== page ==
Talking about brain disease, diagnosis, prognosis and treatment can seem overwhelming sometimes. Whether you just received a diagnosis or you are caring for someone who has been diagnosed, you might feel a strong desire to talk ... and not know what to talk about.
Talk you must. A brain disease affects not just the individual but family and friends. The question is, how?
The Direct Approach
For some people, it is very easy to face a problem head on: They schedule a family meeting, invite that important person over for lunch or use car time to address the issue. They take the direct approach and say something like, "There is something I've been meaning to talk to you about. I've been diagnosed with _____________ and that means we have to make some decisions going forward."
But other people might feel better with a "conversation starter" - a way to start the conversation indirectly. In fact, conversation starters are especially useful when talking to children, who need some context, and to people who are having a hard time with their own or someone else's diagnosis.
One way to start a conversation is to acknowledge some of the changes the person might have noticed either in you (if you have the brain disease) or in themselves (if they have the brain disease.) Loss of memory, coordination, clear thought or speech is something that other people notice and worry about. For example:
"I know you have probably noticed that I am not able to plan a meal anymore. I have been ordering out a lot to try to hide that, but I think we should talk about that and some other issues that are on my mind."
Tips for Talking about Your Brain Disease
Use movies, books, TV shows, current events and famous people as a way to start a difficult conversation. Children in particular may respond well to conversations that seem casual. Remember, children will not want to talk for a long period of time the way an adult might. They might have one or two questions and then move on to another topic. That's OK. Their minds are working hard, and they will be back with more questions later.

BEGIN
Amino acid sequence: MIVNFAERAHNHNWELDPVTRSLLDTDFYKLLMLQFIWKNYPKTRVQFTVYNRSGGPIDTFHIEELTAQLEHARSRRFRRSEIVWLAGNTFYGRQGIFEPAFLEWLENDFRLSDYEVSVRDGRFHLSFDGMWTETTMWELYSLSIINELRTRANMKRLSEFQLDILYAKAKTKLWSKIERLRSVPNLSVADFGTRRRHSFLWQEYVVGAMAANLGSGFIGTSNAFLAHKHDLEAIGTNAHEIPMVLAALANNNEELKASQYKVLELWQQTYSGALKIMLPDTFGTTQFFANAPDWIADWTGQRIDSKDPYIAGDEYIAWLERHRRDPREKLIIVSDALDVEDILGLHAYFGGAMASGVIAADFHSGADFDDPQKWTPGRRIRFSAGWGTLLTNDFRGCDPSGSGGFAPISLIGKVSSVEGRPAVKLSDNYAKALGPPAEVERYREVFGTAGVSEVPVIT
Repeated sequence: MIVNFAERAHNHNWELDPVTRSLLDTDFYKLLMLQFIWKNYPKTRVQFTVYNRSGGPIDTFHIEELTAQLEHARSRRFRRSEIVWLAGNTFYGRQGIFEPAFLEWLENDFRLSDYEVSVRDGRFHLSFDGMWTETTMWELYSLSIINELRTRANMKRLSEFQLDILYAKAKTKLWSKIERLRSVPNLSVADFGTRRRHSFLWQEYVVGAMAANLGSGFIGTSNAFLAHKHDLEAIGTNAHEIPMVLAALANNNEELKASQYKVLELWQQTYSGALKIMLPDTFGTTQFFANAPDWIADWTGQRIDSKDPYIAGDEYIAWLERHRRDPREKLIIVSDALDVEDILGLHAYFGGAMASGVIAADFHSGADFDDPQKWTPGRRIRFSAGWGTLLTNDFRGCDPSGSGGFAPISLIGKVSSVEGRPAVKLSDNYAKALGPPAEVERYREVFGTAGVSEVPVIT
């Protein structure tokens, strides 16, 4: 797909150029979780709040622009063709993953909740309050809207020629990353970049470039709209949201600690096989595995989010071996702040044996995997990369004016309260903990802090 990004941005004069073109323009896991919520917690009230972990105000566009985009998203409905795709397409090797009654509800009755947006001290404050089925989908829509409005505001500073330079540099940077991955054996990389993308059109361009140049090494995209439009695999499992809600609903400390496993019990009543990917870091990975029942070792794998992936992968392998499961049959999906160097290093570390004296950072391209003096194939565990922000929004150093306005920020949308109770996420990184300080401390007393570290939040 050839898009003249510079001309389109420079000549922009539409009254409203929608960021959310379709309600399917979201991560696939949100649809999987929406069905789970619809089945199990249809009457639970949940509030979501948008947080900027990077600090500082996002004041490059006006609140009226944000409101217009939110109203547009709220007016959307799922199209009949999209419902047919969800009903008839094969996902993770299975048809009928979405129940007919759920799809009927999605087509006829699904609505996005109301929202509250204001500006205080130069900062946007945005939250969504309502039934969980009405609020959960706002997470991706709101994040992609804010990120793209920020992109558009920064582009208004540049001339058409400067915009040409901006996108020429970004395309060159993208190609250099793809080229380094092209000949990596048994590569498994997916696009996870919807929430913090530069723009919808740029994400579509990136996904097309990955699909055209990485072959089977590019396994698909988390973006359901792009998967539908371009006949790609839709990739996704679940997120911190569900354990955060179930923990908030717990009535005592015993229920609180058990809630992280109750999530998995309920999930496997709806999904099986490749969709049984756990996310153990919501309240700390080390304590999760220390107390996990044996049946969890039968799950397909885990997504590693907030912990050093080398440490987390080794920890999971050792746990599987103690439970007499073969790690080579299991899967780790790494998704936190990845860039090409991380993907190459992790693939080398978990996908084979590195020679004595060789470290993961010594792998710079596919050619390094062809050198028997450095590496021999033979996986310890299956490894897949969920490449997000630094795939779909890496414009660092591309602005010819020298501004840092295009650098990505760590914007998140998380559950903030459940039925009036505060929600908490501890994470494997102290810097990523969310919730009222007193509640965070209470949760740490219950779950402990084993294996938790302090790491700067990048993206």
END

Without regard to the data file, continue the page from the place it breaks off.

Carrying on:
Questions you might use to start the conversation:
- What did you think about the character who had ____________ (disease)?
- How do you think the other characters treated them or should have treated them?
- Have you noticed some similarities between that character and (the diagnosed person)?
Resources that might help include:
- Children's books: "The Memory Box," "The Sunsets of Miss Olivia Wiggins," "My Grandma's in a Nursing Home"
- For adults: "The Notebook" (movie and book); "Rain Man" (movie, autistic spectrum disorder); "As Good As It Gets," "Matchstick Men" (obsessive compulsive disorder); "50 First Dates," "Memento" (memory loss, traumatic brain injury)
Choose the Right Moment
Choosing the right moment to have these discussions is very important. If you are not planning to have a formal conversation, look for moments when people are relaxed and not stressed by other factors in their lives. Talking while driving is often a good idea, especially with children. However, if you plan to discuss this while in the car, make sure you are the driver.
If you plan to use a trip, movie, museum tour or book as a conversation starter, you might find that the best moment to discuss the issue arises in the day after the event.
Talking to Someone About Their Own Diagnosis
If you are trying to talk to someone who has been diagnosed with dementia, Alzheimer's or cognitive impairment of some kind, you might find that your conversations are repetitive. Stay calm and be patient, even if you are explaining the issue for the fifth time as if it were the first.
Consoling Communities; "Family Conversations With Older Drivers," Hartford Financial Services Group
ABOUT THE AUTHOR
Written by Madeline Roberts Vann, MPH
Reviewed by George T. Grossberg, MD
St. Louis University School of Medicine
Department of Psychiatry
Last updated August 2008